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Finding gratitude in a challenging time

By Maria Scrivani 

About the last thing anyone would accuse me of is being a Pollyanna, but I have been thinking about, and trying to focus on, what’s good about the restrictive lives we are all now living. On the chance that it may be of comfort to someone else, here is my list, in no particular order:

  • People really mean it when they ask one another, “How are you?”  What used to be a throwaway greeting is suddenly code for a long list of questions, asked and unasked: How are you coping?  Are you feeling well? What are you doing all day.
  • Sudden waves of gratitude wash over me at odd moments. On my last stop at the grocery for fresh produce, the worker who smiled and asked sincerely if I needed anything else, and could she help me find it. Early one recent drizzly cold day, the physically distant walker, a stranger,  in my neighborhood who nodded a silent good morning.  The maintenance guy in my building remains unfailingly cheerful, wiping down elevator buttons and the door frame with sanitizer like it’s a pleasant diversion, and not another task added to a list that grows onerously longer every day.
  • My husband is working remotely, and now he gets to see what I have long enjoyed as an at-home worker: The way the light changes at different times of day in our apartment. The wash of yellow on sunny afternoons that butters up the walls; the pink streaks on the ceiling above our west-facing windows heralding sunset at day’s end. At night we look at the lights sparking the urban streetscape in our corner of Buffalo, imagining all the people inside those homes, lives upended as ours have been.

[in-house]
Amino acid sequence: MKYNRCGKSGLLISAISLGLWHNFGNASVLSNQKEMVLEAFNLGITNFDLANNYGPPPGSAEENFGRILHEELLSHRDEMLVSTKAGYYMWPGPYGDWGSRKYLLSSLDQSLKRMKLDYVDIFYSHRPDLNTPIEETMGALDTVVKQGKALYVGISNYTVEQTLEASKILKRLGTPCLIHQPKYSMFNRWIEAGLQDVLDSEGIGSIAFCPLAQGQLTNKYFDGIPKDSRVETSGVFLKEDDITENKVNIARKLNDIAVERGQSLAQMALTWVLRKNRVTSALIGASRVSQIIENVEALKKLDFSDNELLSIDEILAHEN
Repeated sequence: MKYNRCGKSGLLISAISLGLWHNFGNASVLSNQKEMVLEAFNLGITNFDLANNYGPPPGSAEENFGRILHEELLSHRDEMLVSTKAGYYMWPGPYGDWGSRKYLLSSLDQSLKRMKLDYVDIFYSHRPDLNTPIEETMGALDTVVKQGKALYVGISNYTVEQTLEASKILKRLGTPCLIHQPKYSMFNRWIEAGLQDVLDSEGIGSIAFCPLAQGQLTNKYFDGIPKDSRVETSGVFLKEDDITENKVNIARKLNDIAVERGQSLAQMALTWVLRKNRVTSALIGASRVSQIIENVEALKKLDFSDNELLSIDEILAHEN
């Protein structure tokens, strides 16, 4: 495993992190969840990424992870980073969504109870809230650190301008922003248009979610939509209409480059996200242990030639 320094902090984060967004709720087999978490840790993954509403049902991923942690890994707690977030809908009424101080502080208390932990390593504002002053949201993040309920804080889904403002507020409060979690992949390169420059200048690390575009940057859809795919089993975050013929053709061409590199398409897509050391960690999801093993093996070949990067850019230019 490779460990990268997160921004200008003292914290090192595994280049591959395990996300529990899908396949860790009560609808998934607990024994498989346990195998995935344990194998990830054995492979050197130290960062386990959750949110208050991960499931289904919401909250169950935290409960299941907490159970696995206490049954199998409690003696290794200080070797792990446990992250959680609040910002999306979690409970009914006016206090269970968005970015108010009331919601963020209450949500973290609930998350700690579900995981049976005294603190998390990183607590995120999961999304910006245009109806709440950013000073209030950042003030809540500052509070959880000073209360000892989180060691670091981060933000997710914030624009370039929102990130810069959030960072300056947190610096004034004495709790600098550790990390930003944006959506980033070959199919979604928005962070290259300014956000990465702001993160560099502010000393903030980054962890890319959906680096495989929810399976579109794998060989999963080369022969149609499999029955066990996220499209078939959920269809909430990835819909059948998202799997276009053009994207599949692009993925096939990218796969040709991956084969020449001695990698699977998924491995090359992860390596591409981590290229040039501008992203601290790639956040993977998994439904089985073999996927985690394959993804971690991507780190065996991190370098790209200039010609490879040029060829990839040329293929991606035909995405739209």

• Sharpening self-reliance is surely a good development. Making food we might have ordered out before. Tuning in to old movies when we might have gone out to the cinema before. Challenging ourselves, erstwhile gym rats, with home workout routines.
  • Renewing contacts with far-flung family and friends. Not just birthday/wedding/funeral schedules that knit such connections, but just checking in, by phone or electronically, to see how folks are faring.  I’ve also been sending out notes and postcards, grateful that our postal system is still running strong.
  • Maria Scrivani

    Learning to enjoy this enforced leisure, and real respite. Not feeling guilty about not doing much— sitting quietly and just thinking. Or just letting the mind wander. Meditating, breathing. This has not been the norm in our fast-paced society. Just slowing down feels like a precious gift we’ve been given.

  • Developing a new respect for, and interest in, science and math. I really appreciate the scientists who can explain flattening the curve, and the mathematicians who interpret predictive stats.  Amazing how meaningful it’s all become.
  • Reinforcing long-ago lessons in civic engagement and leadership. Recalling what it means to be a good citizen, and what it takes to lead responsibly, and admiring anew those who exhibit such traits.
  • Enjoying spring, as never before. It’s always a thrill to see the first crocuses pushing up through still-frosty lawns, and this year it’s a steadfast glimmer of hope that will get brighter every day, despite the bad news we keep encountering.
  • Thanking the neighbor who left two freshly baked brownies on a plate outside my door. A sweet gift, literally, but also a touching reminder that we are thinking of each other, doing what we can to reach out; remembering always the human connection, however long we must retain a physical distance.

Maria Scrivani, a freelance writer in Buffalo, is learning to enjoy enforced leisure.

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